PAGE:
But on the evening of April 4, Minister of Education Lisa Thompson, on the official ministry website, dismissed the activism of the student organizers “and attempted to spin a false narrative about the role of teachers and teachers’ unions,” according to the open letter from the union reps.

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February is Black History Month: Why it still matters

in Education by

The study of history is a revelation of the entire human experience, helping us to make connections between the past and present, and providing us with guidance for the future based on the lessons we have learned.

Marcus Garvey, one of the thinkers I studied as a child growing up in Jamaica, said that a people without the knowledge of their past history, origin and culture is like a tree without roots.  In a similar vein, on the other side of the Atlantic, in a 1948 speech to the British House of Commons, Winston Churchill said that those who cannot remember the past are condemned to repeat it.

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Sir John A Macdonald: His past is our past

in Just in Time/Opinion by

Sometimes when I walk by Lindsay’s iconic municipal building — our former Town Hall — I look up at that top-level balcony and imagine Sir John A. Macdonald speaking from there. Our first prime minister – whose birthday is Jan. 11 – visited Lindsay twice. The first time was as prime minister, in either 1872 or 1874 (records vary), and a second time he visited as leader of the opposition in 1877.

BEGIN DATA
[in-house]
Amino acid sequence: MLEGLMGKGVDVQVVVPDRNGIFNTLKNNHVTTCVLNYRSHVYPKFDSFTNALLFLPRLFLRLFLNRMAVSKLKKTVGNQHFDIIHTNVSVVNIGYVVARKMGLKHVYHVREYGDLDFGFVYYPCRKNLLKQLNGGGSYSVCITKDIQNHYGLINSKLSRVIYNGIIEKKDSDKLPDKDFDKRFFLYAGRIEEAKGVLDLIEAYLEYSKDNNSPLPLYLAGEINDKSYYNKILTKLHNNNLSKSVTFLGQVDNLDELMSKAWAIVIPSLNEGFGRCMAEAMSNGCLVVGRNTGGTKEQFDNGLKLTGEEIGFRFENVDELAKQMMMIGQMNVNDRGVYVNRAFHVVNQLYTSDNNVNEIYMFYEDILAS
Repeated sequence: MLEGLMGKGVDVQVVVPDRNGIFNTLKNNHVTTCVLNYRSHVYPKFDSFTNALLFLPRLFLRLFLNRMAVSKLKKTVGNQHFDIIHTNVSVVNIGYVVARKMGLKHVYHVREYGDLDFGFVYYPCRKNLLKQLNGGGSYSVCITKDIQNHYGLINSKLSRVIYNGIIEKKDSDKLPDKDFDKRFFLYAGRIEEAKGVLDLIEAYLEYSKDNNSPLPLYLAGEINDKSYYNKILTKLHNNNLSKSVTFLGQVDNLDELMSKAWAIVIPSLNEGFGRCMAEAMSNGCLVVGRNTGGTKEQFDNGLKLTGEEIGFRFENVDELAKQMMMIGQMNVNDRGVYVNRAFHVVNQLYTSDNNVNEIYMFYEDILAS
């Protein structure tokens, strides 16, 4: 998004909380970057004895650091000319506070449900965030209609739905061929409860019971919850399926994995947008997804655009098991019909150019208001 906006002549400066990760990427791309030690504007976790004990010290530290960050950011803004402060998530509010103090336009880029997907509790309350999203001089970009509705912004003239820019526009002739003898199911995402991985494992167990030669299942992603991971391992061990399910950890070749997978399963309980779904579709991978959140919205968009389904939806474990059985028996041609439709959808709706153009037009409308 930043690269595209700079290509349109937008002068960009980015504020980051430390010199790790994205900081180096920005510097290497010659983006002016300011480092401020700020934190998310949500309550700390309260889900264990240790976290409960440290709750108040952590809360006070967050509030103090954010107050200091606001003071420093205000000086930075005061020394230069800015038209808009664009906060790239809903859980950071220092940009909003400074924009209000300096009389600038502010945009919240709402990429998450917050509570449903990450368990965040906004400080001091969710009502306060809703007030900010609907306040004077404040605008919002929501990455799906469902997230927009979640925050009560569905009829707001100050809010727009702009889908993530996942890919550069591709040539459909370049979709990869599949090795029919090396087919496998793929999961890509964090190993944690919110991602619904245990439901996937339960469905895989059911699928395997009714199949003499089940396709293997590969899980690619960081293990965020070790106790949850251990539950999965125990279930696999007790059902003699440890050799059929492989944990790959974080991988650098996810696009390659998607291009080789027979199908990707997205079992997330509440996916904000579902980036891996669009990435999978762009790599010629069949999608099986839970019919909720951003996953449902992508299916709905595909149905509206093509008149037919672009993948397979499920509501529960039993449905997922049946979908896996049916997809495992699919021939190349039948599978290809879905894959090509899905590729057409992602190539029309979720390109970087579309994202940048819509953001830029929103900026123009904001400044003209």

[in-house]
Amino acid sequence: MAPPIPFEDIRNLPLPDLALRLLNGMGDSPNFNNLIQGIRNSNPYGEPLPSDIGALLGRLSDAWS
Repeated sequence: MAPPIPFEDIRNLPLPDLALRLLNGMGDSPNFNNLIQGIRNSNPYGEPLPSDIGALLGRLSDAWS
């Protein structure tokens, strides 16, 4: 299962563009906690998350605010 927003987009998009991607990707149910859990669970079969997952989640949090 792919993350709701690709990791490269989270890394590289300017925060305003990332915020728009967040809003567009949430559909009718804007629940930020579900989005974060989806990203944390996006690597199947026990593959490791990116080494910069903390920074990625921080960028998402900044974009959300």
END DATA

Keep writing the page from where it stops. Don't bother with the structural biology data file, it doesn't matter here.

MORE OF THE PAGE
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ETFO urges Ontario government to make investments in public education

in Education by
EQAO results show students struggling, especially Grade 3

In 2019 pre-budget hearings, the Elementary Teachers Federation of Ontario (ETFO) urged the Ontario government to make investments, not cuts, in public education to better prepare all students for success.

“Our students’ education and future should not be sacrificed in the government’s zeal to cut spending, particularly when tax cuts have disproportionately benefited corporations and high-income earners and Ontario’s public program spending as a share of GDP is the lowest in the country,” ETFO president Sam Hammond told members of the Standing Committee on Finance and Economic Affairs. ETFO’s submission can be viewed at www.etfo.ca/link/pbb2019

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Teachers matter: Educators help create resilience

in Community/Education by
A challenging home life can be eased through strong teacher and school support.

When we thought about our daughter going to Grade 7 this fall — at a new school in a new town — we had many concerns and hopes, but none were about the curriculum. The PC government’s attack on teachers and the threat to add a snitch line seems so petty. Teachers aren’t employed by the Province in the first place and the Ontario College of Teachers requires accountability and a professional level of standard — and boards are in place to monitor necessary levels of conduct.

Our concerns were typical parental concerns. Will she make friends? How will she adapt to having more than one teacher each day?